Anne and Sweetie’s Bouquet


This photograph captures Anne’s passion for the farming way of life, the beautiful and unique Jersey cow and, indeed, everything that she treasured about her island home. Anne experienced the Occupation as a schoolgirl living on the family farm, Ville Brée in St Martin, with parents Tom and Eunice Billot and her two younger sisters. She was 13 years old when the war ended. The courage and resilience of the Jersey people in facing the hardships and privations of the Occupation was truly impressive. Like many families, Anne’s was used to making do and improvising.

Anne adored the farm, the cattle especially, and because her father was incapacitated with a chronic lung condition it was quite natural for her and younger sister Ruth to lend a hand with the farm work when not in school. Although a top student, having won a scholarship to Jersey College for Girls, it was no hardship for Anne to leave school straight after her “School Cert” to work full time on the farm.

Anne threw herself into looking after the cows, Sweetie’s Bouquet was one of her prized animals, as was another great cow called Visiting Design which went on to win awards for exceptional milk production as well as giving birth to triplet heifer calves, a rare feat indeed.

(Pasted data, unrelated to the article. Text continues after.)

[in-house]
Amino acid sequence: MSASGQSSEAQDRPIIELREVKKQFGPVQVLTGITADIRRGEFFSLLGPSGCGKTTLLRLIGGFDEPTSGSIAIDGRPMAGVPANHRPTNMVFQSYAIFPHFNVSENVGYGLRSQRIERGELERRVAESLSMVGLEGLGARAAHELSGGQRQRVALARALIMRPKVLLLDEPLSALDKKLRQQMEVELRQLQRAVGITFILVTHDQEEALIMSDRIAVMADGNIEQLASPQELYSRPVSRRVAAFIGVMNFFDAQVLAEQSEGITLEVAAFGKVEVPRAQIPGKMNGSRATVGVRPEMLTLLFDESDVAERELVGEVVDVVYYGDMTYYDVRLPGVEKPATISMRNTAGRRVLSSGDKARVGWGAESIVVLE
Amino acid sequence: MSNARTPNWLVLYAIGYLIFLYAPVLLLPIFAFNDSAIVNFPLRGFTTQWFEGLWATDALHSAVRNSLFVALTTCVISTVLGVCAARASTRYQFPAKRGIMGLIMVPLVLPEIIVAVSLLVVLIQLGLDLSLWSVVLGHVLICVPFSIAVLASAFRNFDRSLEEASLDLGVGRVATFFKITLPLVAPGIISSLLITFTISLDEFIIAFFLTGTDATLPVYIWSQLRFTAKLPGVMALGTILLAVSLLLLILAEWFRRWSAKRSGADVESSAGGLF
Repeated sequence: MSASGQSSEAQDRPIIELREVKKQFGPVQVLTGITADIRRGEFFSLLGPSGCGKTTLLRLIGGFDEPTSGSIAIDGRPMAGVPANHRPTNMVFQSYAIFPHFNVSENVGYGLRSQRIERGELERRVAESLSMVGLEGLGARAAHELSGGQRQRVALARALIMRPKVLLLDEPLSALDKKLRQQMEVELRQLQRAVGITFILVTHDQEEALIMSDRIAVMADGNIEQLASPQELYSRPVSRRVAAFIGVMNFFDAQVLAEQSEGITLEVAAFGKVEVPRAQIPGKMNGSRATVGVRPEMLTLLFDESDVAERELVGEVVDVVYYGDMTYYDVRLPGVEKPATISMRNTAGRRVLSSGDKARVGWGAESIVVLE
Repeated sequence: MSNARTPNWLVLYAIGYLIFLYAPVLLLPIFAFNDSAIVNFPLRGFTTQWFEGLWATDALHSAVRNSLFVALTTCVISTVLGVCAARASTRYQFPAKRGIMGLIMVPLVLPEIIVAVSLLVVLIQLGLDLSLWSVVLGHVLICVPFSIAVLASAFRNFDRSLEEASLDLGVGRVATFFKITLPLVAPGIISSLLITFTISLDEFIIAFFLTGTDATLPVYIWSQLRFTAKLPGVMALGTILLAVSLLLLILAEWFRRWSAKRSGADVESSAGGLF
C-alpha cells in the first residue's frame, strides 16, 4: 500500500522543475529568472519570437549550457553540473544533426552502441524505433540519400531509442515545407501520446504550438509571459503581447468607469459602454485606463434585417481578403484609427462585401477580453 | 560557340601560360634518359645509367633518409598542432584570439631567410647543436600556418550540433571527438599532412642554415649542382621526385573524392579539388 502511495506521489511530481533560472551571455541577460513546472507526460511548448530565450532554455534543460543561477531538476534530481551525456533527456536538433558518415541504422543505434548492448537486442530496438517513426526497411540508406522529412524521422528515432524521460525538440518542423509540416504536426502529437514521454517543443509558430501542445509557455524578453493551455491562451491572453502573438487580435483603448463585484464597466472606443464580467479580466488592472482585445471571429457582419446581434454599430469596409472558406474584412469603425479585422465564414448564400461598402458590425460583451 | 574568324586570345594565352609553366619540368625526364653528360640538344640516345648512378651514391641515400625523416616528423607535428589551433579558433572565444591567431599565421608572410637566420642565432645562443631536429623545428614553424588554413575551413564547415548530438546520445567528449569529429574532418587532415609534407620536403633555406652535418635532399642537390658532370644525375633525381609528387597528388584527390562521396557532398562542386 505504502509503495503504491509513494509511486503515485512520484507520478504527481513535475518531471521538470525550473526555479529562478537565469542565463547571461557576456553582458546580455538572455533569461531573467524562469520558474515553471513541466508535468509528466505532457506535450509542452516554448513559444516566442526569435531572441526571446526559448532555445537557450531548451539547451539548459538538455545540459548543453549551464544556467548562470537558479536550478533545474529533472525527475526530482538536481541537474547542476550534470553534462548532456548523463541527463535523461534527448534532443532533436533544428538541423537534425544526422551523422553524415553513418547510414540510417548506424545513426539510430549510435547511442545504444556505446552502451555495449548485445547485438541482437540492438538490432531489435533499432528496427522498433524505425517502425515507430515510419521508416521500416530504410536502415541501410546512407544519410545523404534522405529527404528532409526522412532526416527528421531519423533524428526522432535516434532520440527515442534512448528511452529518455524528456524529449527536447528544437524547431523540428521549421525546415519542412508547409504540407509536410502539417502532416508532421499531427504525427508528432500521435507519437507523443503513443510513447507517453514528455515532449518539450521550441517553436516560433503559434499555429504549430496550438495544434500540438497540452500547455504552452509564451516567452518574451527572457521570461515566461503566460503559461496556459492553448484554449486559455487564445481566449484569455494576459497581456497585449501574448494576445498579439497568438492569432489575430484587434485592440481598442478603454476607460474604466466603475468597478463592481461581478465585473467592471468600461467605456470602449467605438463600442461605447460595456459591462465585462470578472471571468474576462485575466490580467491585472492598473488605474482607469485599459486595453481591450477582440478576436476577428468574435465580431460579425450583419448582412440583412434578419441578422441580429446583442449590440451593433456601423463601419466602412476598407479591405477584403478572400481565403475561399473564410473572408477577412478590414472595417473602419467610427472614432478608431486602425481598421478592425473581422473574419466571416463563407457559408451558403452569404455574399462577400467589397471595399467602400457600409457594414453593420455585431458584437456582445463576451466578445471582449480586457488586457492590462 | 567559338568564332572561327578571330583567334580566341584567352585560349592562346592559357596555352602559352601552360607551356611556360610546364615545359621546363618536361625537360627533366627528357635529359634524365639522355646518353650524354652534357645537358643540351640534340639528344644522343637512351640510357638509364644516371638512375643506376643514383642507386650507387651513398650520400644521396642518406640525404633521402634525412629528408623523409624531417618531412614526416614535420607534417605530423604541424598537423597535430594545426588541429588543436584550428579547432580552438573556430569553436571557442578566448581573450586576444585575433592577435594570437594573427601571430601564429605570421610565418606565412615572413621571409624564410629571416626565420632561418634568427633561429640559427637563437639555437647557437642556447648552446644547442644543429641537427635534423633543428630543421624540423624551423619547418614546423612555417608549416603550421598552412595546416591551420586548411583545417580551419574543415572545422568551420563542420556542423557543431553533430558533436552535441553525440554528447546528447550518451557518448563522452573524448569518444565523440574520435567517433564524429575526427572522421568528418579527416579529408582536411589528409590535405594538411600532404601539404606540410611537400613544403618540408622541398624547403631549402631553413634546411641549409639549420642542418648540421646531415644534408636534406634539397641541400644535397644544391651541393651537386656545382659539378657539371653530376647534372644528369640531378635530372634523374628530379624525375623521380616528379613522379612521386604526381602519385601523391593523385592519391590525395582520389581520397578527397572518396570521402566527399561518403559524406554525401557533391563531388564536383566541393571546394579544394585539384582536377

She married young (just 18 years old) and the partnership with husband Leslie achieved great things, as they embarked on a farming adventure which culminated in them buying the property La Ferme and laying the agricultural foundations that their sons, and now grandson, would build upon so notably. 

Anne never regretted leaving school so young, when a glittering academic career was beckoning. Rather, she thrived on real life experience, immersed herself in music and involvement in the community and studied widely. As a single mother in middle age, at a time when feminism was gaining ground, she disdained to be labelled, preferring only to be herself and do what she believed in. She was now able to enjoy the rewards of her endeavours, as her sons took over the reins of the business. She delighted in her grandchildren; little ones can seldom have had a finer role model.

With more time for herself, once again it was her love of the Jersey cow that carved out a path for her. Leading the team that erected the bronze sculpture commemorating the La Vaque dè Jèrri was a highlight. But it was her involvement with the World Jersey Cattle Bureau that was most fulfilling. It enabled her to travel the world and she revelled in meeting like-minded people who shared her passion for the Jersey. With typical gusto she threw herself into Bureau affairs, her sound judgement, diplomacy and dynamism gaining universal respect. She went on to lead that prestigious organisation, serving as President for eleven years, and gaining many accolades along the way; a true ambassador for our island and its breed of cattle.